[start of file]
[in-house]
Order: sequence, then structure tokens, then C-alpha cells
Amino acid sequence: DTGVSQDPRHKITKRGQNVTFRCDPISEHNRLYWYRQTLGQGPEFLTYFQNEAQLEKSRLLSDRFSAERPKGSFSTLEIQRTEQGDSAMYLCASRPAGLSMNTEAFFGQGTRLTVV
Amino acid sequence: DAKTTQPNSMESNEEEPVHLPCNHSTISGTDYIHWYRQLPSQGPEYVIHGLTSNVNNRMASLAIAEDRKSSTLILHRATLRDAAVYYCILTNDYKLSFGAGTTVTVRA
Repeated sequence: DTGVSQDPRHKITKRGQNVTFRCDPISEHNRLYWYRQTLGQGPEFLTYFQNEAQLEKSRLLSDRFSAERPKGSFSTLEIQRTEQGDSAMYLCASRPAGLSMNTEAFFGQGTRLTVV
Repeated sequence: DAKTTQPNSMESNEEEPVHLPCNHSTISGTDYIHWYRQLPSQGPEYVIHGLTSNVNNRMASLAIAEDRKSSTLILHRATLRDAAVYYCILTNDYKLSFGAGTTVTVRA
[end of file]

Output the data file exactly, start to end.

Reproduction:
[in-house]
Order: sequence, then structure tokens, then C-alpha cells
Amino acid sequence: DTGVSQDPRHKITKRGQNVTFRCDPISEHNRLYWYRQTLGQGPEFLTYFQNEAQLEKSRLLSDRFSAERPKGSFSTLEIQRTEQGDSAMYLCASRPAGLSMNTEAFFGQGTRLTVV
Amino acid sequence: DAKTTQPNSMESNEEEPVHLPCNHSTISGTDYIHWYRQLPSQGPEYVIHGLTSNVNNRMASLAIAEDRKSSTLILHRATLRDAAVYYCILTNDYKLSFGAGTTVTVRA
Repeated sequence: DTGVSQDPRHKITKRGQNVTFRCDPISEHNRLYWYRQTLGQGPEFLTYFQNEAQLEKSRLLSDRFSAERPKGSFSTLEIQRTEQGDSAMYLCASRPAGLSMNTEAFFGQGTRLTVV
Repeated sequence: DAKTTQPNSMESNEEEPVHLPCNHSTISGTDYIHWYRQLPSQGPEYVIHGLTSNVNNRMASLAIAEDRKSSTLILHRATLRDAAVYYCILTNDYKLSFGAGTTVTVRA